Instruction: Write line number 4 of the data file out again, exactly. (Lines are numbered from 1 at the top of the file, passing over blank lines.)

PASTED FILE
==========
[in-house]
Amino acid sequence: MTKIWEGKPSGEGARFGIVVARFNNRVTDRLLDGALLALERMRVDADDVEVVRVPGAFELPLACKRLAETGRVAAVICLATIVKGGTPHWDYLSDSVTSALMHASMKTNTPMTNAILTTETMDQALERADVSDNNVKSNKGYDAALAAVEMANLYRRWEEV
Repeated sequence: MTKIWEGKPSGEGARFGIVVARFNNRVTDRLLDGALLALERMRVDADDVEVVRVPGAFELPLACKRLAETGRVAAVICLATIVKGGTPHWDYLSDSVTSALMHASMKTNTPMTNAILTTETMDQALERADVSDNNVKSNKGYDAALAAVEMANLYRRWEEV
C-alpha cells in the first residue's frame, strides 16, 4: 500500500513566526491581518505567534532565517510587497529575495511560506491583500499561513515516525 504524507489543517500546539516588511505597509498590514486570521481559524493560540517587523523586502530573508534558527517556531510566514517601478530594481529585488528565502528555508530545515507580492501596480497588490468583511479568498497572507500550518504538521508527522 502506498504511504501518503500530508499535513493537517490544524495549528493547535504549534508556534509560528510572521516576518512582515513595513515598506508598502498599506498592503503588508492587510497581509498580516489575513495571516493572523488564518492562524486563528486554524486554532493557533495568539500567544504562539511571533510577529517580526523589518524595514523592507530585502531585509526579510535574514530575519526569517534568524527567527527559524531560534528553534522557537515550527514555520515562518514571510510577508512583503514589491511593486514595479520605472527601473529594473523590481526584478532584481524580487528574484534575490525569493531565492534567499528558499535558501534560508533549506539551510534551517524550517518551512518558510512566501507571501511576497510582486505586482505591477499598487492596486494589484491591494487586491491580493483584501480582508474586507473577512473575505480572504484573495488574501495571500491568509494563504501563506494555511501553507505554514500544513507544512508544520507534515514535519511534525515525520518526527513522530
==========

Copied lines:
C-alpha cells in the first residue's frame, strides 16, 4: 500500500513566526491581518505567534532565517510587497529575495511560506491583500499561513515516525 504524507489543517500546539516588511505597509498590514486570521481559524493560540517587523523586502530573508534558527517556531510566514517601478530594481529585488528565502528555508530545515507580492501596480497588490468583511479568498497572507500550518504538521508527522 502506498504511504501518503500530508499535513493537517490544524495549528493547535504549534508556534509560528510572521516576518512582515513595513515598506508598502498599506498592503503588508492587510497581509498580516489575513495571516493572523488564518492562524486563528486554524486554532493557533495568539500567544504562539511571533510577529517580526523589518524595514523592507530585502531585509526579510535574514530575519526569517534568524527567527527559524531560534528553534522557537515550527514555520515562518514571510510577508512583503514589491511593486514595479520605472527601473529594473523590481526584478532584481524580487528574484534575490525569493531565492534567499528558499535558501534560508533549506539551510534551517524550517518551512518558510512566501507571501511576497510582486505586482505591477499598487492596486494589484491591494487586491491580493483584501480582508474586507473577512473575505480572504484573495488574501495571500491568509494563504501563506494555511501553507505554514500544513507544512508544520507534515514535519511534525515525520518526527513522530